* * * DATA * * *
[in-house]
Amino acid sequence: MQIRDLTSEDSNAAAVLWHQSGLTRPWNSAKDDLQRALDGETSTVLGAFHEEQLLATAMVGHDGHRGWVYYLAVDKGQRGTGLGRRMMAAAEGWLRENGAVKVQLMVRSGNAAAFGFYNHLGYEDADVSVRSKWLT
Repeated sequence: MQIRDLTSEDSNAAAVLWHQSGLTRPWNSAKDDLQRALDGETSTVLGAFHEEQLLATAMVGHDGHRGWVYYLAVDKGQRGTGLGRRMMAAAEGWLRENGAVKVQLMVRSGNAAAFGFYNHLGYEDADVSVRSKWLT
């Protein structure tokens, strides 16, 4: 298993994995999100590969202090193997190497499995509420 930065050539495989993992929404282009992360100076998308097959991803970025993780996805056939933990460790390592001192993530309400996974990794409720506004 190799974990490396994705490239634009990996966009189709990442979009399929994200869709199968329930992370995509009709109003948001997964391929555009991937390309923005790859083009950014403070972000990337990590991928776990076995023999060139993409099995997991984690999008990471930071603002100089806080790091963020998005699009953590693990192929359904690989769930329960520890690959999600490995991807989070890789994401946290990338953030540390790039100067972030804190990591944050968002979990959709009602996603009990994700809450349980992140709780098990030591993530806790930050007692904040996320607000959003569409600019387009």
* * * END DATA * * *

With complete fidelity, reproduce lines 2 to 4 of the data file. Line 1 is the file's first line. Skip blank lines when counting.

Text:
Amino acid sequence: MQIRDLTSEDSNAAAVLWHQSGLTRPWNSAKDDLQRALDGETSTVLGAFHEEQLLATAMVGHDGHRGWVYYLAVDKGQRGTGLGRRMMAAAEGWLRENGAVKVQLMVRSGNAAAFGFYNHLGYEDADVSVRSKWLT
Repeated sequence: MQIRDLTSEDSNAAAVLWHQSGLTRPWNSAKDDLQRALDGETSTVLGAFHEEQLLATAMVGHDGHRGWVYYLAVDKGQRGTGLGRRMMAAAEGWLRENGAVKVQLMVRSGNAAAFGFYNHLGYEDADVSVRSKWLT
């Protein structure tokens, strides 16, 4: 298993994995999100590969202090193997190497499995509420 930065050539495989993992929404282009992360100076998308097959991803970025993780996805056939933990460790390592001192993530309400996974990794409720506004 190799974990490396994705490239634009990996966009189709990442979009399929994200869709199968329930992370995509009709109003948001997964391929555009991937390309923005790859083009950014403070972000990337990590991928776990076995023999060139993409099995997991984690999008990471930071603002100089806080790091963020998005699009953590693990192929359904690989769930329960520890690959999600490995991807989070890789994401946290990338953030540390790039100067972030804190990591944050968002979990959709009602996603009990994700809450349980992140709780098990030591993530806790930050007692904040996320607000959003569409600019387009």